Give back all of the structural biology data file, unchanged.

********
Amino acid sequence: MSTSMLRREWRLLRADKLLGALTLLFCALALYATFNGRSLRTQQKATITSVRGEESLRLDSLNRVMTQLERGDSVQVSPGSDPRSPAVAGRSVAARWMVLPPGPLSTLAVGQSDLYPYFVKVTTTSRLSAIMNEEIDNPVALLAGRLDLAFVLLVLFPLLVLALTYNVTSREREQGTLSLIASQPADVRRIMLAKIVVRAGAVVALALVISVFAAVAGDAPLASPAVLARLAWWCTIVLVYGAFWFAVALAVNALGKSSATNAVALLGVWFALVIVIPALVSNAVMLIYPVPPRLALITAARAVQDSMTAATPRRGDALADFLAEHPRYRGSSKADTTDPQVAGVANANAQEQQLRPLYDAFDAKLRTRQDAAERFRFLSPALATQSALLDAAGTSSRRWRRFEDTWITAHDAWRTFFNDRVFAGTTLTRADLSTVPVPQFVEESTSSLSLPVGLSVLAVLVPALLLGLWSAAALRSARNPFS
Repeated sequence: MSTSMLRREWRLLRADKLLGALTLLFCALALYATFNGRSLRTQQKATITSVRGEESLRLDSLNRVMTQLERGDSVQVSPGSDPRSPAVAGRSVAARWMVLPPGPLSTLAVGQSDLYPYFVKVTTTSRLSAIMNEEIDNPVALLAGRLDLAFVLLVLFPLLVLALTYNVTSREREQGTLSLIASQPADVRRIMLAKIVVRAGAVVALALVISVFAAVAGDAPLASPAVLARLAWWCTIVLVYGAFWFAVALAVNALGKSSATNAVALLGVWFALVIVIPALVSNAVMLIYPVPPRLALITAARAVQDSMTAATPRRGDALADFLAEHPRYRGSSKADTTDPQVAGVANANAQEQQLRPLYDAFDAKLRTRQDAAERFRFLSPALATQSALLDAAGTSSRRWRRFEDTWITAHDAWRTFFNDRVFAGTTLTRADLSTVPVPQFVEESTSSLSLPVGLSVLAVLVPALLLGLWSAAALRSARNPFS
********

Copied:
Amino acid sequence: MSTSMLRREWRLLRADKLLGALTLLFCALALYATFNGRSLRTQQKATITSVRGEESLRLDSLNRVMTQLERGDSVQVSPGSDPRSPAVAGRSVAARWMVLPPGPLSTLAVGQSDLYPYFVKVTTTSRLSAIMNEEIDNPVALLAGRLDLAFVLLVLFPLLVLALTYNVTSREREQGTLSLIASQPADVRRIMLAKIVVRAGAVVALALVISVFAAVAGDAPLASPAVLARLAWWCTIVLVYGAFWFAVALAVNALGKSSATNAVALLGVWFALVIVIPALVSNAVMLIYPVPPRLALITAARAVQDSMTAATPRRGDALADFLAEHPRYRGSSKADTTDPQVAGVANANAQEQQLRPLYDAFDAKLRTRQDAAERFRFLSPALATQSALLDAAGTSSRRWRRFEDTWITAHDAWRTFFNDRVFAGTTLTRADLSTVPVPQFVEESTSSLSLPVGLSVLAVLVPALLLGLWSAAALRSARNPFS
Repeated sequence: MSTSMLRREWRLLRADKLLGALTLLFCALALYATFNGRSLRTQQKATITSVRGEESLRLDSLNRVMTQLERGDSVQVSPGSDPRSPAVAGRSVAARWMVLPPGPLSTLAVGQSDLYPYFVKVTTTSRLSAIMNEEIDNPVALLAGRLDLAFVLLVLFPLLVLALTYNVTSREREQGTLSLIASQPADVRRIMLAKIVVRAGAVVALALVISVFAAVAGDAPLASPAVLARLAWWCTIVLVYGAFWFAVALAVNALGKSSATNAVALLGVWFALVIVIPALVSNAVMLIYPVPPRLALITAARAVQDSMTAATPRRGDALADFLAEHPRYRGSSKADTTDPQVAGVANANAQEQQLRPLYDAFDAKLRTRQDAAERFRFLSPALATQSALLDAAGTSSRRWRRFEDTWITAHDAWRTFFNDRVFAGTTLTRADLSTVPVPQFVEESTSSLSLPVGLSVLAVLVPALLLGLWSAAALRSARNPFS